You called this book the first of its kind, why is that?

Because the backgrounds of these two fields – nanophotonics and machine learning – are very different, there is often a knowledge gap for people interested in this topic from either side. However, most existing books focus only on one of the fields. By providing the first book-level coverage of both nanophotonics and machine learning with an emphasis on their enhancement of each other, presenting the fundamental concepts of both nanophotonics and machine learning in an accessible way, and summarizing applications to nanophotonic inverse design, characterization and computing, this book aims to bridge the knowledge gap.

How did you get interested in nanophotonics in the first place? 

Kan Yao headshot

The study of interactions between light and materials has a long history, dating back to perhaps as early as the time even when the nature of light had not been settled. As science keeps advancing, there is one line in this study that can be traced by looking at the decreasing dimensions of the materials, from optics to photonics, and all the way down to nanophotonics. Nanophotonics fascinates me for both exotic optical phenomena and wide-ranging applications. Nanophotonics studies light-matter interactions at the nanoscale, where the materials in most cases are structured into subwavelength building blocks so that exotic optical properties beyond those of bulky materials emerge. Over the past two decades, nanophotonics has attracted rapidly growing interest and become a vibrant research field that contains both fundamental and application-driven studies. Depending on the materials, geometries, sizes and arrangements of the constituent elements, nanophotonics can be categorized into several subfields, including plasmonics, metamaterials and metasurfaces, photonic crystals, photonic integrated circuits and other resonant nanostructures that can perform photonic functions. These devices operate on different mechanisms, enabling unprecedented opportunities to control light at the nanoscale for unveiling new physics and achieving fascinating applications not possible with conventional techniques.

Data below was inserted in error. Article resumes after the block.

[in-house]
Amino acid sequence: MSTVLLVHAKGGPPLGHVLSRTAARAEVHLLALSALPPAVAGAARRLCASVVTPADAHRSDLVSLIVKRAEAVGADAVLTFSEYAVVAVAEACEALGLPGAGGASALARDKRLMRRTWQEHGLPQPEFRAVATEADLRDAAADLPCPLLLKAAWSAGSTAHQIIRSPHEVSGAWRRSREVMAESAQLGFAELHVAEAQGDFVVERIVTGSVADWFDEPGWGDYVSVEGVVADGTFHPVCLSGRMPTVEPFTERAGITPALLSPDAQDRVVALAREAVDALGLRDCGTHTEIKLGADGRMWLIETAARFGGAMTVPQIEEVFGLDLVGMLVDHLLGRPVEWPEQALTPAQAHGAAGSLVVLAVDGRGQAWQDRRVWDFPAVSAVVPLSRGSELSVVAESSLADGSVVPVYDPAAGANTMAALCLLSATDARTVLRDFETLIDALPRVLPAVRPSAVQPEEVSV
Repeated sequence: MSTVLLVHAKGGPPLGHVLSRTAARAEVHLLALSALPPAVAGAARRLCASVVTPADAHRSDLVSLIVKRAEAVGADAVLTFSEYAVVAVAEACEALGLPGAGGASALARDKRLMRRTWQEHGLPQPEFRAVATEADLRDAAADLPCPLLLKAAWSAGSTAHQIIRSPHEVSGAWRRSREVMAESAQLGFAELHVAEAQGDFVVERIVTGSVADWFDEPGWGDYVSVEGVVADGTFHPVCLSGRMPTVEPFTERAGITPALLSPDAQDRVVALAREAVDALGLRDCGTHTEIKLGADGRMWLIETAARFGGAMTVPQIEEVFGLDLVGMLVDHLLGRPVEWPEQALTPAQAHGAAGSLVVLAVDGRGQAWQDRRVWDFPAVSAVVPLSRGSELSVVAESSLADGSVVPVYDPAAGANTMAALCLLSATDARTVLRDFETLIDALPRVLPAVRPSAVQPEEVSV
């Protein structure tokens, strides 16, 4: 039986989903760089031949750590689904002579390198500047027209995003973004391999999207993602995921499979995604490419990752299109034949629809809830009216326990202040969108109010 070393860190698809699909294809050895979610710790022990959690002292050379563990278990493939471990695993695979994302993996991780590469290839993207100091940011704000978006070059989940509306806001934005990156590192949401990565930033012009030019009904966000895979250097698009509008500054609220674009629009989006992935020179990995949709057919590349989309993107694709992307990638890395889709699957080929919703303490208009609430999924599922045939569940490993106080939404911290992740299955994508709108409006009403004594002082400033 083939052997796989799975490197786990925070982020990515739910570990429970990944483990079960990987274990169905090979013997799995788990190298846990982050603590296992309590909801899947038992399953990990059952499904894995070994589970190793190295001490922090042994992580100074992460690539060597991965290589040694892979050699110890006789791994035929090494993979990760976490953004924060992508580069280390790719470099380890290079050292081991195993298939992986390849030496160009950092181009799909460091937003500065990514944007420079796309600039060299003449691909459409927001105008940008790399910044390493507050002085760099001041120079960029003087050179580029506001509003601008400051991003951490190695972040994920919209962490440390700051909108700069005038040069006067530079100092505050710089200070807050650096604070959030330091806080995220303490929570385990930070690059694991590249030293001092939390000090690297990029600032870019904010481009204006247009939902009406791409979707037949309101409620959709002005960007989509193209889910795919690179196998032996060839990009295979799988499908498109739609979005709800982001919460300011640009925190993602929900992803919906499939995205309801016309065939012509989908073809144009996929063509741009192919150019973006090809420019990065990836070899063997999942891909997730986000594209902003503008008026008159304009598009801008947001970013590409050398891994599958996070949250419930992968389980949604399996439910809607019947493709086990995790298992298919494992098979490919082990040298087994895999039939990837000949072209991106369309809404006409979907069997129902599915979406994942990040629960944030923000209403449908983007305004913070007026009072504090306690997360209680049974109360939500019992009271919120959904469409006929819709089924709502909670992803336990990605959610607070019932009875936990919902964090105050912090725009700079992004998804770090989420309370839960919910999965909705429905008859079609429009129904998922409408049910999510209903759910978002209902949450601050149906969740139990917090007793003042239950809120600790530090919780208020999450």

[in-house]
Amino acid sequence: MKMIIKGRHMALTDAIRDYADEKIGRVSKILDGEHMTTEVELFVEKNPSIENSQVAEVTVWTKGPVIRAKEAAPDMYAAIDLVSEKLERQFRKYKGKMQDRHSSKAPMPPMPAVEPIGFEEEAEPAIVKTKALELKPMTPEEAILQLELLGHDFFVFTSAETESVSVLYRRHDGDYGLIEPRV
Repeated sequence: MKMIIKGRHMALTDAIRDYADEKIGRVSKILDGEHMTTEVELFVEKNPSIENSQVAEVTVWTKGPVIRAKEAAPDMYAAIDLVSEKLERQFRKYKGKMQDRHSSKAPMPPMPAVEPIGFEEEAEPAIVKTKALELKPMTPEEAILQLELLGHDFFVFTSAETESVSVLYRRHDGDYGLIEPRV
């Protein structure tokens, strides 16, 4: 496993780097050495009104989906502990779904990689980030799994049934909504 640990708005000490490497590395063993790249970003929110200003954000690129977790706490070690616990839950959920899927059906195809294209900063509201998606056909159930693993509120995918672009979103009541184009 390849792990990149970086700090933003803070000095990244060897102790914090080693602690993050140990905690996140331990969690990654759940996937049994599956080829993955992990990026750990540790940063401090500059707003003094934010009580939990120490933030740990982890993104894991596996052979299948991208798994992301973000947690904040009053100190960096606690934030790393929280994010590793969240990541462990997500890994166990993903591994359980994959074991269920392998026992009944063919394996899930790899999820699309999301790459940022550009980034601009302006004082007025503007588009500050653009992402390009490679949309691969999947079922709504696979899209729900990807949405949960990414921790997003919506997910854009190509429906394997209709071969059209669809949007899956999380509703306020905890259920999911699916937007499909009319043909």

What’s next for you in this line of research?

We have been exploiting the synergy of nanophotonics and machine learning to push the boundaries of knowledge in the fundamental understanding of light-matter interactions at the nanoscale and to innovate nanomaterials and nanodevices for broad applications in health, energy, environment, and information technology. Our ongoing projects include light-powered micro/nanorobots with swarm intelligence for non-invasive cancer therapy and environmental remediation, inverse design of nano-architected materials for high-performance passive radiative cooling in energy sustainability and for chiral sensing in early disease diagnosis, and intelligent microscopy for high-resolution imaging and classification of organisms.